Michelle Obama marks 'Let's Move' milestone with arugula, 'Interlude Dance'

Michelle Obama started Let's Move to tackle childhood obesity two years ago. Now, she's finishing up a four-state tour to promote the effort – all with a dash of fun thrown in. 

LM Otero/AP
School children reach to greet first lady Michelle Obama during a cooking contest event at the Kleberg-Rylie Recreation center in Dallas Friday to promote her Let's Move initiative.

Question: What do arugula, a jumping-jack world record, and a giant cake made entirely of fruit have in common?

Answer: They’ve all been part of first lady Michelle Obama’s Let’s Move! initiative to improve children’s health. Mrs. Obama has been celebrating its two-year anniversary this week with a four-state tour that wraps up on Saturday. 

As the nation’s mover-, shaker-, and garden-grower-in-chief, Obama has helped start a change in the culture around eating and physical activity for the rising generation.

“We’ve started to see some data showing there’s a leveling off of the obesity problem, that it’s not [continuing to] get worse,” says Larry Soler, CEO of Partnership for a Healthier America, a nonprofit working with the private sector and Obama to tackle childhood obesity. “It’s going to take a generation to ultimately solve the problem, but we’ve had a great start.”

At least 8 out of 10 Americans have heard of Let’s Move, according to a recent survey by The Washington Post and the Kaiser Family Foundation.

School cafeterias are feeling strong effects from the new level of attention to childhood nutrition.

In Dallas Friday morning, Obama helped judge a chefs’ competition in which three teams raced to make a delicious, healthy lunch in 30 minutes.

The event highlighted the Chefs Move to Schools program, the part of Let’s Move that brings chefs, teachers, parents, and school-nutrition professionals together to create school gardens, salad bars, and educational demonstrations for kids. More than 3,350 schools have signed up so far.

Obama cheered the students for Dallas’s distinction of having the most schools – 78 – earning the Gold Award in the HealthierUS Schools Challenge, which sets high standards for both school nutrition and physical activity. Nationwide, more than 1,500 schools so far have participated in the challenge.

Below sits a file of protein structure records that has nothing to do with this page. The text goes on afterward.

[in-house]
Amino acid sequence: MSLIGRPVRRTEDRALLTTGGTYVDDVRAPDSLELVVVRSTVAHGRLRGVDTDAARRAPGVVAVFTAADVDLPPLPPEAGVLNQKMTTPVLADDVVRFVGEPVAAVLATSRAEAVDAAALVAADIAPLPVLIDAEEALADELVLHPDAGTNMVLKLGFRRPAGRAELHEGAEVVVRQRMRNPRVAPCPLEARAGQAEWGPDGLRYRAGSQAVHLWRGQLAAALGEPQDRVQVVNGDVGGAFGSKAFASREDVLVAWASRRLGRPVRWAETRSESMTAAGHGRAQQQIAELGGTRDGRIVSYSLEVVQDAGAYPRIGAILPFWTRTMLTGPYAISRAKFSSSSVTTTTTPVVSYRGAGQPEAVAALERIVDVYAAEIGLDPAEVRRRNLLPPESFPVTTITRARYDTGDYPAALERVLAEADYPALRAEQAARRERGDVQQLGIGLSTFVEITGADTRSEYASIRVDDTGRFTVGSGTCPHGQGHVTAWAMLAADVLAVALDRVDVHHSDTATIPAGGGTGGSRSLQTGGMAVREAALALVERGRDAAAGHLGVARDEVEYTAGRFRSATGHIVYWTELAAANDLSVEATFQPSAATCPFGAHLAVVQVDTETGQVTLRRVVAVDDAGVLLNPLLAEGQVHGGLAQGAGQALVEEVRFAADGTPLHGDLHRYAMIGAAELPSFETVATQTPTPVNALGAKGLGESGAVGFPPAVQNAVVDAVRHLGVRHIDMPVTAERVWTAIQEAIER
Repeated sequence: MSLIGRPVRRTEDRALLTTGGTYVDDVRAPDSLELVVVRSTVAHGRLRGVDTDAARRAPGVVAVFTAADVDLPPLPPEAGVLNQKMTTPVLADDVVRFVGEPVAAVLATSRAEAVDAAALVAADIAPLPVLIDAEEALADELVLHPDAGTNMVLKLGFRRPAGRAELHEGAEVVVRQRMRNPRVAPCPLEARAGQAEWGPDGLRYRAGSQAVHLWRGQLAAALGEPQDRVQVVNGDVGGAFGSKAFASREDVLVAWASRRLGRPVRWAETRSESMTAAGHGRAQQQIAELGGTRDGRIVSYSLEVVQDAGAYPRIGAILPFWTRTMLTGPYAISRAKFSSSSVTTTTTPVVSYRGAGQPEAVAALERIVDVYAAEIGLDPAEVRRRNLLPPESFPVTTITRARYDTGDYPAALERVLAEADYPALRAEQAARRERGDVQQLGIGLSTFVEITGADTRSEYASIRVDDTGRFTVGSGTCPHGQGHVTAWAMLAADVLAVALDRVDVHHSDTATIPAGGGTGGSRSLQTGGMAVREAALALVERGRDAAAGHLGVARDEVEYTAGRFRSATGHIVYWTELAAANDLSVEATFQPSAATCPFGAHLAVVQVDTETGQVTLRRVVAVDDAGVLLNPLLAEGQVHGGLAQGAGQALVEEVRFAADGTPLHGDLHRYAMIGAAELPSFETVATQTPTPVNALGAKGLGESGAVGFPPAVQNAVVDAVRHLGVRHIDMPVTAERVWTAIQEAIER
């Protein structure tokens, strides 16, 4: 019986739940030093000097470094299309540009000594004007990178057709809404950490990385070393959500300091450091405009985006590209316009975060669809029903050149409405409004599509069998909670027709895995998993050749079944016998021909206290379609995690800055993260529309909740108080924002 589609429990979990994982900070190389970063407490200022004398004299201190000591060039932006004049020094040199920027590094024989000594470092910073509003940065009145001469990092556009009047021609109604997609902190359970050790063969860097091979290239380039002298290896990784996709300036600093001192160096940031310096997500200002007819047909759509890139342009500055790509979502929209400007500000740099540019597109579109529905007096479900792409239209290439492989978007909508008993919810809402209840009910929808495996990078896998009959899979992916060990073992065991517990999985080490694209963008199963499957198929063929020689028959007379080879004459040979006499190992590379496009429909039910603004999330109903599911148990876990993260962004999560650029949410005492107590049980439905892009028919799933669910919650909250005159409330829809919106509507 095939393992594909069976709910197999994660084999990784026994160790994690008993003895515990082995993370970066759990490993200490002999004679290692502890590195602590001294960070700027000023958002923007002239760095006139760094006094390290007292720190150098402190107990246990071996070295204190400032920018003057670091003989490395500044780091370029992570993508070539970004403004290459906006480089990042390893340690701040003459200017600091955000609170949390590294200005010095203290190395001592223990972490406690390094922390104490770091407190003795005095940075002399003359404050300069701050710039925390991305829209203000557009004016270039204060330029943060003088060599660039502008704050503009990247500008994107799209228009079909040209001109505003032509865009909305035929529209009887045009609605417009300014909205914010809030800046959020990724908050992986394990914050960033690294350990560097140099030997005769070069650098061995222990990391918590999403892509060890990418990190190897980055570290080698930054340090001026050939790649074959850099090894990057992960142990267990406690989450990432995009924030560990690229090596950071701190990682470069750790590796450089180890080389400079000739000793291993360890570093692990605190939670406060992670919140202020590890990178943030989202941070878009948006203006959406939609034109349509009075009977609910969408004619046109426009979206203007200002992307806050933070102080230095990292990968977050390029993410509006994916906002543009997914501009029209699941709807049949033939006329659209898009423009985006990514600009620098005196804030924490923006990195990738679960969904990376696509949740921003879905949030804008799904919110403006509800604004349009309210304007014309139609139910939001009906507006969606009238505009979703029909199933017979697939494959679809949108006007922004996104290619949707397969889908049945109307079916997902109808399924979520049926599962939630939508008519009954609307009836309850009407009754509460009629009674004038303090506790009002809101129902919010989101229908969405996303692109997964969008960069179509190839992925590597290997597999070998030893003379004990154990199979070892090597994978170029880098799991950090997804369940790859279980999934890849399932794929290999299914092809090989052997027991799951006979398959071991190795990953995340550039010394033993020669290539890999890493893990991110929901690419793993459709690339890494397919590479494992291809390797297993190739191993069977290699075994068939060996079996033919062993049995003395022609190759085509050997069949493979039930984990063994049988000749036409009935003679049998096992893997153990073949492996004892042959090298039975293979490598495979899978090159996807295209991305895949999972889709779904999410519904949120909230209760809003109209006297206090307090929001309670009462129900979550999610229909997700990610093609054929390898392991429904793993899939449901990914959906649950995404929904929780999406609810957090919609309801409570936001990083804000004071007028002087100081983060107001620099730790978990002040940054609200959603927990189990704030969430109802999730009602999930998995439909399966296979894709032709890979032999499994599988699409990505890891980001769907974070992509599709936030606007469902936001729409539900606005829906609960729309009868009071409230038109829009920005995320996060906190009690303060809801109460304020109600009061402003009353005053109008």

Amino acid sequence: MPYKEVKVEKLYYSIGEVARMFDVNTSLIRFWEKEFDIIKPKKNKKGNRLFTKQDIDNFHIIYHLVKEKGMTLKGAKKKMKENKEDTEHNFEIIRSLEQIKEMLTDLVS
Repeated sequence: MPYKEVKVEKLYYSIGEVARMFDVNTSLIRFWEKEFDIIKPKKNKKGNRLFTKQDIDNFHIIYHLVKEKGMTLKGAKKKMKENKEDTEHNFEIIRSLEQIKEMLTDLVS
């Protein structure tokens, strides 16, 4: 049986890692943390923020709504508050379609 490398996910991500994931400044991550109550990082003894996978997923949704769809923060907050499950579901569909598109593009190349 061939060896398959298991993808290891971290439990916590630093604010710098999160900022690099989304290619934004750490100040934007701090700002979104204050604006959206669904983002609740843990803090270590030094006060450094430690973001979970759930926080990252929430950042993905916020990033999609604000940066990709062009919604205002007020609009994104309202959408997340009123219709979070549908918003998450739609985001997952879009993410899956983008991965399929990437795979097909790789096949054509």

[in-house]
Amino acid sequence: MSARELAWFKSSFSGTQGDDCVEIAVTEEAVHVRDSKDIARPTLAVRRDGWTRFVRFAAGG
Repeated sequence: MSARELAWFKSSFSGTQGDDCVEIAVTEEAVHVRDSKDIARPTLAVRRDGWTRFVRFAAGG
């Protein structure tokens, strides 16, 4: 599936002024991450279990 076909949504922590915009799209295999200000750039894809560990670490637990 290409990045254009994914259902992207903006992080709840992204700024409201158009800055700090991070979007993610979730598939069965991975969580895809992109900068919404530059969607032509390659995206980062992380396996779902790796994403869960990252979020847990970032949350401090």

After tasting the teams’ creations – a whole-wheat taco; an arugula, carrot, and avocado salad; and homemade applesauce – Obama and the other chefs declared all the teams winners, according to a newspaper pool report.

Other points of progress in children’s nutrition that her campaign has promoted:

  • Congress passed the Healthier, Hunger-Free Kids Act in December 2010.
  • The USDA released new school meal regulations this January to include more fruits, vegetables, and whole grains and to reduce sodium, saturated fat, and trans fats. These were the first significant changes to school meals in 15 years. 
  • More than 2,000 child-care groups and professionals have said they’ll implement new standards for nutrition, physical activity, and limited screen time for young children.
  • Darden, the company that owns restaurants such as Olive Garden and Red Lobster, will now offer a fruit or vegetable and low-fat milk with every children’s meal.
  • Wal-Mart is expanding access to healthy food choices in neighborhoods where they’ve been hard to find.

“Seeing the new nutrition standards come to life for school meals is so important, [and] a lot of nutrition professionals were inspired by [Obama] to work toward these standards even before they were mandatory,” says Diane Pratt-Heavner, spokeswoman for the School Nutrition Association in National Harbor, Md.

Obama’s campaign has pushed another major component to reducing obesity: exercise.

“The first lady’s efforts have been the most visible” efforts to get more people exercising, highlighting “practical things that average families can do around the home to get themselves burning calories,” says Robert Blendon, a professor of public health at Harvard University.

In Des Moines, Iowa, on Thursday for the anniversary celebration, Obama bounced and spun her way through the “Interlude Dance” in a giant arena. The dance was invented by University of Northern Iowa students but has spread around the world through social media, the Des Moines Register reports.

“[G]etting healthy is about having fun,” Obama told the students in Des Moines. “And while we’re out there eating our good food and having a good time, it’s important to know that we’re not just making our bodies stronger, but we are making our minds sharper, too.”

Her tour also included a stop in Arkansas Thursday, where she announced improvements in military meals, and on Friday, a WebMD Town Hall event and then dinner with a family in Orlando, Fla.

In a time of so much partisan gridlock in Washington, reducing obesity “has been a bipartisan issue,” says Mr. Soler of Partnership for a Healthier America. And even beyond the Obamas’ time in the White House, Obama has said she’ll stick with her focus on the issue. “We’re going to solve it by coming together,” Soler says.

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